You can find more about the festival here.  Also a huge thanks to the volunteers and the sponsors for  their generosity.  Beijing Bookworm volunteers Carol Zhang, Naina, and Jack were perfect guides around the city when my work was done.  
Here are some of the sights they showed me.  You'll see I even managed time for one sketch!

After my school workshop, Jack showed me around the park of Tian Tan, the Temple of Heaven.

There were families visiting from other parts of China 
 areas where  retired people gathered to sing or play board games,
as well as quiet areas where people read

or in this case play an ancient instrument - not for the tourists, just for pleasure.

My one free day in Beijing was spent with lovely Bookworm volunteer
Carol Zhang who showed me around....

the Forbidden Palace - La Cité Interdite.
What a huge place...full of tourists from all over China, but 

off the main drag, to the east and west

there were plenty of details to discover - I found the roofs fascinating 

and inside one building, people were trying on traditional palace costumes.

 They were tourists too - look at their shoes!
So many interesting contrasts of old and new!

I'm not a dedicated sightseer though.
I am happiest when I can find a table somewhere to sketch.

And I loved these yellow tables - even  the fake flowers in little baskets.  
It was the only snack bar we could see
in the Forbidden Palace -  somewhere to sit down at last!
Carol took photos while I went into meditative sketching mode... 
....painting a courtyard, above the tables on the east side of the Forbidden Palace.
Just wish I had had time to do more sketching!

Still I caught a few other moments on my Iphone before the battery ran out.

This garden courtyard at the north end of the Forbidden City, was particularly beautiful 

and I loved the square doors, and the colours...

And later, after I recharged my phone outside the Palace, 
Carol and I walked around a popular lakeside area.
Here's a cafe on the lake for Tintin fans...

Back near the hotel in Sanlitun, our hip area of Beijing, this father was playing a classical instrument.
They looked like they had travelled a long way.  Were they guest workers?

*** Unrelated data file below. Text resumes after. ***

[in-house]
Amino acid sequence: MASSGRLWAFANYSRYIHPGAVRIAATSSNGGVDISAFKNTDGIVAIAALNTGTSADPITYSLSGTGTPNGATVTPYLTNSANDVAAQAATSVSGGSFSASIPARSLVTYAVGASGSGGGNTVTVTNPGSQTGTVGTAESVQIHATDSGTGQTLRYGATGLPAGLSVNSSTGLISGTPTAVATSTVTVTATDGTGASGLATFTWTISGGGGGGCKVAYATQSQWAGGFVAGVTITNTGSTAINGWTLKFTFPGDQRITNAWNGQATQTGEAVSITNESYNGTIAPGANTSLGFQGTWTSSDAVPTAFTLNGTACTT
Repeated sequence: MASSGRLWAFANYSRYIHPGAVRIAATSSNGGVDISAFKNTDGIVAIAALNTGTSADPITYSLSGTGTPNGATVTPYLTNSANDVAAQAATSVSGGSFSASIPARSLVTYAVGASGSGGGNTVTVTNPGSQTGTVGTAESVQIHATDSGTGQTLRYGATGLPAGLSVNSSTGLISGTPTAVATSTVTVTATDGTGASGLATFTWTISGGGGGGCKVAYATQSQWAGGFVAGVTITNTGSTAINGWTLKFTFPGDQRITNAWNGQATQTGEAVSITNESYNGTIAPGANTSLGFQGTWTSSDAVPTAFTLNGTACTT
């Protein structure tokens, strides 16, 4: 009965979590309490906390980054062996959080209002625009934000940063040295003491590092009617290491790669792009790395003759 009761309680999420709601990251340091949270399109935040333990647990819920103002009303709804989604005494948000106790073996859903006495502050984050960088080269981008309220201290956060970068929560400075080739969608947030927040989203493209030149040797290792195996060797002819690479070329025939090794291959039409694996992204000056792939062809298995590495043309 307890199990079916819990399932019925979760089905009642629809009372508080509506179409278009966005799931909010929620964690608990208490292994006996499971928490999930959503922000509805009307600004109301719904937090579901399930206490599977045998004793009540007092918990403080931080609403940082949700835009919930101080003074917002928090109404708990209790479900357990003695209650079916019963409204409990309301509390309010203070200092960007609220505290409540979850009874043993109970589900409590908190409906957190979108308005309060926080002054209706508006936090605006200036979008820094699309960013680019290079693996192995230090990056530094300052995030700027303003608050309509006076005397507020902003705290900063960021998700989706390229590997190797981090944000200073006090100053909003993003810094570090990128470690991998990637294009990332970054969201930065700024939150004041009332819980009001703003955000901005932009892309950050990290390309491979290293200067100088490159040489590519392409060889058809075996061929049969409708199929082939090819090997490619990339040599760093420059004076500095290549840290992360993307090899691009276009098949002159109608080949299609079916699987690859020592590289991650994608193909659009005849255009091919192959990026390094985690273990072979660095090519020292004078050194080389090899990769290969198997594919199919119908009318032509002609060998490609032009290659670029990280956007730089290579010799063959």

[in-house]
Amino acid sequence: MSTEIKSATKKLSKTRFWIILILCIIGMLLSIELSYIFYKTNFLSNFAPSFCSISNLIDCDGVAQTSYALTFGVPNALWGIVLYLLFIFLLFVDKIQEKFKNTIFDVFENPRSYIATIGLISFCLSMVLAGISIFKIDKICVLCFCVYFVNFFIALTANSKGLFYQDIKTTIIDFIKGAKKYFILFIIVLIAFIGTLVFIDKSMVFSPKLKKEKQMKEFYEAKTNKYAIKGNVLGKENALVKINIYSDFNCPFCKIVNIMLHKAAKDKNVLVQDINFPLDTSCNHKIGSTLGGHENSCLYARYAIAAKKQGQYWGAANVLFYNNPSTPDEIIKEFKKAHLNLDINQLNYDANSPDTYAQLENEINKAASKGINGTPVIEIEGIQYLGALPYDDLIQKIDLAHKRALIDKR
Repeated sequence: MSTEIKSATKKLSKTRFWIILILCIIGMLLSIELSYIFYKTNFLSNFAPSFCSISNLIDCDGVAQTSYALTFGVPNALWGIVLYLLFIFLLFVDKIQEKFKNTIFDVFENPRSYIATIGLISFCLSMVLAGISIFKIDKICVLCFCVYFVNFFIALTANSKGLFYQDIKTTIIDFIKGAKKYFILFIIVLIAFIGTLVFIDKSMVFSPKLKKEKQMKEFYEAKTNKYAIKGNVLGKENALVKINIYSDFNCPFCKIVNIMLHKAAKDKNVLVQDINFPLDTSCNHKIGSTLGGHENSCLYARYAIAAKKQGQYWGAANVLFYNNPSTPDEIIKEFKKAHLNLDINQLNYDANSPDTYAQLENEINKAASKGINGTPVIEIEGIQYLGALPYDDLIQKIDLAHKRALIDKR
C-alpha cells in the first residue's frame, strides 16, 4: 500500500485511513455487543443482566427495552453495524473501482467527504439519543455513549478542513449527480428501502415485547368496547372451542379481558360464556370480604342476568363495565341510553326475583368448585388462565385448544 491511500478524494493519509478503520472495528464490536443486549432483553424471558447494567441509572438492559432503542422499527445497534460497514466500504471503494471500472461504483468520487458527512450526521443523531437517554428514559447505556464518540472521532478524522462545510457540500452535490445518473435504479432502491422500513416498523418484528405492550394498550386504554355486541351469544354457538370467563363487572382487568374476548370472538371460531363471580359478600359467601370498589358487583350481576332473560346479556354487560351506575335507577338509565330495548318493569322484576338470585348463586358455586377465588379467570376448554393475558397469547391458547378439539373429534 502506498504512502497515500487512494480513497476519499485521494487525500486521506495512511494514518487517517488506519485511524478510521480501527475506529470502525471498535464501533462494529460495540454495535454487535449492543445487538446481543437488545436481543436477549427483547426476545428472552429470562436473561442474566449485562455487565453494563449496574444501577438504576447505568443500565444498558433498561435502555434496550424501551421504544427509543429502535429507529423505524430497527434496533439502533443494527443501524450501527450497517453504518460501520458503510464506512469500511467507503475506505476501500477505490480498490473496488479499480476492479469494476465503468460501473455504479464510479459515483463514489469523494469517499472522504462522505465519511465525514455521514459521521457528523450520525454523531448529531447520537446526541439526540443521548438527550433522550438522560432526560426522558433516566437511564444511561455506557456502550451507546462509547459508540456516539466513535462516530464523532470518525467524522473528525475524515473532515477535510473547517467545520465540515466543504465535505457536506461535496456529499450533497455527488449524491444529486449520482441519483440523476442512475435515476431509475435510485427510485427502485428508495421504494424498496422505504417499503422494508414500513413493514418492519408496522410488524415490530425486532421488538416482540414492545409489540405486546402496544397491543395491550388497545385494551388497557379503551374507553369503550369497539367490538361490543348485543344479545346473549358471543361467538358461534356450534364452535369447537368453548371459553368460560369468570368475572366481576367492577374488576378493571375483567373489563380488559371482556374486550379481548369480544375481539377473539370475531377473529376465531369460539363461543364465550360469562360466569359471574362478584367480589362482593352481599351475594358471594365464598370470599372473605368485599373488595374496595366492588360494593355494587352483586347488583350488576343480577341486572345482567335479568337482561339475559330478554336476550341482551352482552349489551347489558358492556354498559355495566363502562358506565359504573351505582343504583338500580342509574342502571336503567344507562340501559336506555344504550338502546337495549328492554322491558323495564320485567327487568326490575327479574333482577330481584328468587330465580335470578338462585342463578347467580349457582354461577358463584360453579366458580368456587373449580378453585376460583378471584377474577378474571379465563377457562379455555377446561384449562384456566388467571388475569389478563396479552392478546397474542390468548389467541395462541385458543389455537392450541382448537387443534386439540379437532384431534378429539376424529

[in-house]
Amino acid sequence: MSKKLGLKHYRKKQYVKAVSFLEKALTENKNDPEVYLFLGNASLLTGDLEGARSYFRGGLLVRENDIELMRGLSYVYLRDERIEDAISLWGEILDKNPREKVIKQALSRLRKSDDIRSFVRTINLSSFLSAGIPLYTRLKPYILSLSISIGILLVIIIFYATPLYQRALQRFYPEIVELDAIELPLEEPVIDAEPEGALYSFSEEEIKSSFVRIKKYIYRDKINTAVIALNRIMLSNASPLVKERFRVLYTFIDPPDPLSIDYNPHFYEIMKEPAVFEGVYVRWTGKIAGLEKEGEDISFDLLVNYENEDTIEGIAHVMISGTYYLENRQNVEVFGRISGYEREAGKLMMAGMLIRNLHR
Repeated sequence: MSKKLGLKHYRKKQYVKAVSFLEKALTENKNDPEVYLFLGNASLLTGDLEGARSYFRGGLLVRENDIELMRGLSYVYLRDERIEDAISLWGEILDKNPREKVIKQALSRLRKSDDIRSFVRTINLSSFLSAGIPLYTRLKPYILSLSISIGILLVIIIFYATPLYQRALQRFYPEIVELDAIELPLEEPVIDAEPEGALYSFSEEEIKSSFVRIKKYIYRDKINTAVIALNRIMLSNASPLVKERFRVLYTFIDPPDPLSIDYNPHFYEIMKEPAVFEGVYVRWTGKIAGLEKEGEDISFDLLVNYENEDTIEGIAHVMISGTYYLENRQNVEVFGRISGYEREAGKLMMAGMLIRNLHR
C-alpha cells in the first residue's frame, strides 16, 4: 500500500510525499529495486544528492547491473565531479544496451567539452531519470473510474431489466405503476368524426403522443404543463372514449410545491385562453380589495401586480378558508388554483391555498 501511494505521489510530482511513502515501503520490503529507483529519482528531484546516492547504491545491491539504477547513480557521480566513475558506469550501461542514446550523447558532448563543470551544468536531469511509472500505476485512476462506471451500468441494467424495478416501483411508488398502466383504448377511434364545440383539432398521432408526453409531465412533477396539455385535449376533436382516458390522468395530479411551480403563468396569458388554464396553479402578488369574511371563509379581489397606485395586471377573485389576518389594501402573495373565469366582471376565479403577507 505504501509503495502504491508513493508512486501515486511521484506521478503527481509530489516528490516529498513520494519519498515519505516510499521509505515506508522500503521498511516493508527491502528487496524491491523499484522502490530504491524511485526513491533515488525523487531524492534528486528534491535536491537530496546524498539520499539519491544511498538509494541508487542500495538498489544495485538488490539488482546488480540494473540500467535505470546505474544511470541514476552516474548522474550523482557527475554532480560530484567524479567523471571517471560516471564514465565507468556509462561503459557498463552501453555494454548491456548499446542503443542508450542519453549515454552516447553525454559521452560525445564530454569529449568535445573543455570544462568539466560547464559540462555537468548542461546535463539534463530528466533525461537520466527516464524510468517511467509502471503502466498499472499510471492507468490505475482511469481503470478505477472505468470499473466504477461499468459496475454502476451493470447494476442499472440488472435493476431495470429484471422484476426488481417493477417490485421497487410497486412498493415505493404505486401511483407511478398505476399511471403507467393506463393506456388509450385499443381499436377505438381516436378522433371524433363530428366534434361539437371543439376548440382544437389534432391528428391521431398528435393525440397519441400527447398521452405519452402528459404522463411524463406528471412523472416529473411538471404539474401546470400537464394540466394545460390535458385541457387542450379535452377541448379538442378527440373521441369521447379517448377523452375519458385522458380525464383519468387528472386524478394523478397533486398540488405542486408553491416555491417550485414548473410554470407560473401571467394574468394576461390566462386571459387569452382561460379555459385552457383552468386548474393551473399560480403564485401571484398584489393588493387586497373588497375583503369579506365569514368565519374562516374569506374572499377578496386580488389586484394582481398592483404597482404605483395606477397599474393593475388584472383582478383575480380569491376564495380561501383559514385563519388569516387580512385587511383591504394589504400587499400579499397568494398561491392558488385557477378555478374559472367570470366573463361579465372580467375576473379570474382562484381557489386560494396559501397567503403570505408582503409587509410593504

Another contrast,  close to the hotel entrance 
I found a fascinating key to some of these contrasts  thanks to a book I found at the Beijing Bookworm, China in Ten Words, by the writer Yu Hua,.

More to come about that and Chinese children's books, and the Suzhou Bookworm and wanderings.

Friday, 3 April 2015

China in pictures part 1 - first days at the Beijing Bookworm Literary Festival

My 10 days in Beijing and Suzhou (and a day in Shanghai) blew me away.
Here's the first part mostly in pictures of my story I was lucky enough to live -  of the kids, the places and people, the workshops, talks and fellow authors.
Over Mongolia - on the way to China...
to our amazing hotel designed by a cool Japanese architect
the Opposite House in Beijing.
The hotel is one of the 
Bookworm Festival sponsors and...

after a long flight from London the food and calm is like therapy before

my first Bookworm panel talk that same evening with old friend, the 
author-illustrator Frané Lessac over from Australia and... 
Anette Oster, author publisher from Denmark, Olivia (Liu) Chang of SCBWI China and Niu Shou, children's publisher at Beijing Menxi Jindian.

Next morning up early for my workshop for kids at the Bookworm library...

about illustrating characters, focusing on eyes and expressions...

to inspire stories and 

...the youngest child there manages a whole story 
in less than 20 minutes - beats me!
The following day up early for a long taxi ride through polluted Beijing,
past the China TV centre which Beijingers nickname The Pants ...

to what looks pretty forbidding until

I go down the  path and hear birds calling in the spring sunshine

and hey, I am pinned up in the school entrance hall!

There's a lovely library and school to explore
and brilliant bilingual kid's self- portraits 

and pictures with illustrated text in Chinese

and work by kindergartners (year of the sheep here!) 
right up to posters by 11 year olds.  I love this one about recycling.

Though there's limited time for me get to work with two groups of 6-7s and 8-11 year olds,  both groups really drew, and before they knew it, they were creating characters in surprising relationships to each other - a cast for stories they can write later!
A big cheer for all the kids and teachers - and the lovely technician - for welcoming me to
the happy bilingual Daystar Academy 
where 90% of the children
are Chinese and all are clearly talented writers and illustrators in English and Chinese!

And my gratitude too to Tahirih Senne-Linton for organising the day with the Beijing Bookworm Literary Festival 
and showing me around the school and its great Columbia reading and writing programme
Finally special applause to a 10 year old artist.
She handed me a folded paper after my session and told me to open it up after she left.
In it was this brilliant portrait of me she did during my session!